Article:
Geographical Map of Palau
The Republic of Palau, an archipelago comprised of more than 300 islands spread over 325 miles, has a total land mass of 196 square miles. The country lies about 85 miles southwest of Guam and northeast of Philippines. Only nine of Palau's islands are inhabited. Babeldaob, the second largest landmass in Micronesia after Guam, is the largest of Palau's islands measuring approximately 21 miles long and 10 miles wide and encompasses about 78% of Palau's total land area.
Forty millions years ago during the Eocene Period, the Pacific and Philippine Plates collided causing earthquake and forming volcanoes. Eventually these volcanoes created islands. Over time, part of these islands sank while other parts rose creating lagoons and reef from areas that were once land and forming the island of Palau.
The legend of Palau's origin is as violent as its geological birth. In the beginning, gods roamed the earth. At Lukes, an area of sallow sea between Anguar and Pelellu, a giant calm gave birth to a shrimp-like creature named Latmikaik. Latmikaik gave birth to three children: Chuab, Ucherrerak and Tellebuu.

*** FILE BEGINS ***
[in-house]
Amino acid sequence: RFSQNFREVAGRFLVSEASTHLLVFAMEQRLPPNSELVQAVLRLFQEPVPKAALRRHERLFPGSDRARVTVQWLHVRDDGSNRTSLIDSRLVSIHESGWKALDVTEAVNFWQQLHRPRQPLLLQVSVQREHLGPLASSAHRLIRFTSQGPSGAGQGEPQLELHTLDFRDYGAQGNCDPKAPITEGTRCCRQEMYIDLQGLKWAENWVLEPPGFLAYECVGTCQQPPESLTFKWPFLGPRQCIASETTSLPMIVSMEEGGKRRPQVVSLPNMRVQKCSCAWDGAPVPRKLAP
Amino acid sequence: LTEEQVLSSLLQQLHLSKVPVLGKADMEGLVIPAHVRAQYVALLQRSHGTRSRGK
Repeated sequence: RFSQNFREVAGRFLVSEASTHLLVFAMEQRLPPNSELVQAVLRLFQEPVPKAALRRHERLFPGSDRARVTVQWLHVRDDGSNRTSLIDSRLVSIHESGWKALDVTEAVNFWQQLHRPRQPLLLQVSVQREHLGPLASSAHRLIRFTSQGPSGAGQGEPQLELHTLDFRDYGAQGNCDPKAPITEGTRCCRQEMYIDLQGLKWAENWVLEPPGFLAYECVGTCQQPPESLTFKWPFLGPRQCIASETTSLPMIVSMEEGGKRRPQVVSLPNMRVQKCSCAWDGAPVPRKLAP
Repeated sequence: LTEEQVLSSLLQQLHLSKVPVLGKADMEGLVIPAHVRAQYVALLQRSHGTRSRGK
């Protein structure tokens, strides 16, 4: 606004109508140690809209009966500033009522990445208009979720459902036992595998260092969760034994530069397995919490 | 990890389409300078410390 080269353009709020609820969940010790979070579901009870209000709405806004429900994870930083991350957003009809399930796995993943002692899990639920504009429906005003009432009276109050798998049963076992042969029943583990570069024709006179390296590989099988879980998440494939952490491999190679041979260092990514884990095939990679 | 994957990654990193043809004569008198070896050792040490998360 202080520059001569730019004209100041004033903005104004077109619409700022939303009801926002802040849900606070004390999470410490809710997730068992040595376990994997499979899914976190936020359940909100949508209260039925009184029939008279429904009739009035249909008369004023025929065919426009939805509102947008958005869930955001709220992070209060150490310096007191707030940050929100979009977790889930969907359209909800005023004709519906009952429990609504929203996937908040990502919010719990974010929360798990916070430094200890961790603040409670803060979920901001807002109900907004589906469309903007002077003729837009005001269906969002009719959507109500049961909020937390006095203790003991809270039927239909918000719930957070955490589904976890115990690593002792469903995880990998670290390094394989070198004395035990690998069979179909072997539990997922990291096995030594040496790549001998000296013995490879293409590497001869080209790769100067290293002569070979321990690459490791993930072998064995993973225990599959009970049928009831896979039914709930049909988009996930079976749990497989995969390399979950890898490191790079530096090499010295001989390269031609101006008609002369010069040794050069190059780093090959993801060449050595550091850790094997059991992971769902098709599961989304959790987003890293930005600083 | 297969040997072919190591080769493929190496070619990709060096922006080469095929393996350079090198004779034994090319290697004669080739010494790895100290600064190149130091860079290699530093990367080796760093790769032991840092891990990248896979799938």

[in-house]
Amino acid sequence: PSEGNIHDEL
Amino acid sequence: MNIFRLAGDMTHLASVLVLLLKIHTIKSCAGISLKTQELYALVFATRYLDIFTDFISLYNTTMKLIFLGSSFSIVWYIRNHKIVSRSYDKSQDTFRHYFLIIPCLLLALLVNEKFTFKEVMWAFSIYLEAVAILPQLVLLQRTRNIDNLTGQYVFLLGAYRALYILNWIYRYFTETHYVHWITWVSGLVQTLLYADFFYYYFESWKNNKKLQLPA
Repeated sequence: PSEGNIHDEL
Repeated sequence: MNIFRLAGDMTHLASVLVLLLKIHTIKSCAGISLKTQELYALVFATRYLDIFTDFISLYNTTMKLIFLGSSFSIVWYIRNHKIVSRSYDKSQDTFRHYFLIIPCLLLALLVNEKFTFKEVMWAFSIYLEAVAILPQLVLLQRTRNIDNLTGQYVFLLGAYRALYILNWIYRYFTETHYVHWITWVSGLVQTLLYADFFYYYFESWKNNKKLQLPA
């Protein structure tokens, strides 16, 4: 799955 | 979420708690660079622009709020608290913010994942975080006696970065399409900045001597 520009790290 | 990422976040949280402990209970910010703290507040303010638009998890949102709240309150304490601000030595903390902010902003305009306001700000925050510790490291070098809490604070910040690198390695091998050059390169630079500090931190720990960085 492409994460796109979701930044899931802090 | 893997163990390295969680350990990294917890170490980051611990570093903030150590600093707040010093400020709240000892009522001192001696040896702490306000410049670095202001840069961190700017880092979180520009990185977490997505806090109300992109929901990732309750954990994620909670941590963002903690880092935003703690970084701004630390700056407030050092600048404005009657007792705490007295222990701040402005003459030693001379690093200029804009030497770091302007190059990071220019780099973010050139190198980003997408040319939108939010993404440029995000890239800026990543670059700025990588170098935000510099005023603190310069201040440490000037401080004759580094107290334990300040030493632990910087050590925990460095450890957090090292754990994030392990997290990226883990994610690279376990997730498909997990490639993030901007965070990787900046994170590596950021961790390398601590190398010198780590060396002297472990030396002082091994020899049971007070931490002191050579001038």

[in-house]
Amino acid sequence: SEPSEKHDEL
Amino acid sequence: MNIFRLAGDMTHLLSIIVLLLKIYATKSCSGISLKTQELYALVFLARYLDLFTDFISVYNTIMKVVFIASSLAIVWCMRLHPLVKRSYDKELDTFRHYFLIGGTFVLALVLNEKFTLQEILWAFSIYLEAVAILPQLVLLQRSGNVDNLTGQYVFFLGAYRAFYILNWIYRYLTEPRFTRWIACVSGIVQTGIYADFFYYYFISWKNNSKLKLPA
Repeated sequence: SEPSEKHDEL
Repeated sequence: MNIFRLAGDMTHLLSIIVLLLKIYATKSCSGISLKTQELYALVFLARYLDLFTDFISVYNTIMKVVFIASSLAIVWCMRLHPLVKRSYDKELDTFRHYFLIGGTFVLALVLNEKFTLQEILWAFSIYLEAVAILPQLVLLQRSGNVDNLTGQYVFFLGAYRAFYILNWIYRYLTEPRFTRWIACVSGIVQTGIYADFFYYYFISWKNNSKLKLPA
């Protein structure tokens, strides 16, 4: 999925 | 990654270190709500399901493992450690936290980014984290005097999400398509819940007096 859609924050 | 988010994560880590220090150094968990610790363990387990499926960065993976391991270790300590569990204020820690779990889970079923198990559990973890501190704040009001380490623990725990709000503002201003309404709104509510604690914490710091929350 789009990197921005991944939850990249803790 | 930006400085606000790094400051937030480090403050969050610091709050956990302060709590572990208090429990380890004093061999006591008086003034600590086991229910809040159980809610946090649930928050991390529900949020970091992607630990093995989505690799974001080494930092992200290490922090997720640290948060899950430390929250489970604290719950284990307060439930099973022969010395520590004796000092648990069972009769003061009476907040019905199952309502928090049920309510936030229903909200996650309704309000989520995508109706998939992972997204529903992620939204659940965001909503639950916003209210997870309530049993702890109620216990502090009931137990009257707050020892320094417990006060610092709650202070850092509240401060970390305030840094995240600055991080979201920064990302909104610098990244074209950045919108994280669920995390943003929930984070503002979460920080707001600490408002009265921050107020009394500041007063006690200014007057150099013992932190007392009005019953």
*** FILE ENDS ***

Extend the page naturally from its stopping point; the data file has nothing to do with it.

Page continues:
Chuab was different. He had a huge appetite. At first, the villagers kept up with his enormous appetite. Then their food became scarce and the people began to fear Chuab. Thus the village decided to destroy the giant boy with fire. As Chuab died, his body transformed into a woman. Her charred body exploded and her body parts became Palau.
Her back formed the East Coast and her front the West Coast. Chuabs head became Ngarchelong and her neck became Arrenged. The groin became Aimelik, a village where there is much rain. Chub's stomach became Ngiwal, where villagers eats 7 times a day. the abdomen became Melekeok. Chub's knees became Airai. The burned legs formed the islands of Koror, Malakal, Ngarkabesang and Ngerudabel. The Rock Island are bits and pieces of Chuab's body. Palauans link traits of villagers with body parts. When describing the shape of Palau's islands, one need only to imagine Chuab's body.
Traditional People of Palau
The origin of Palauan civilization dates as far back as 3000 BC. Palauans refer to this earliest period as the time of the gods (Taem era Chelid). Interestingly, biblical stories from the old testaments parallel Palauan legends of demi-gods as well as a great flood. Ancient ruins of stone monoliths and terraces scattered throughout Palau stand as a reminder of this mysterious past.
Melanesian and European influences can be seen in Palauan art and culture. It is believed that Palau's ancestors were seafaring
people originated from the Philippines, Indonesia, Malaysia and Papua New Guinea. More recently Spain, Germany, Japan and the United States have left their marks.

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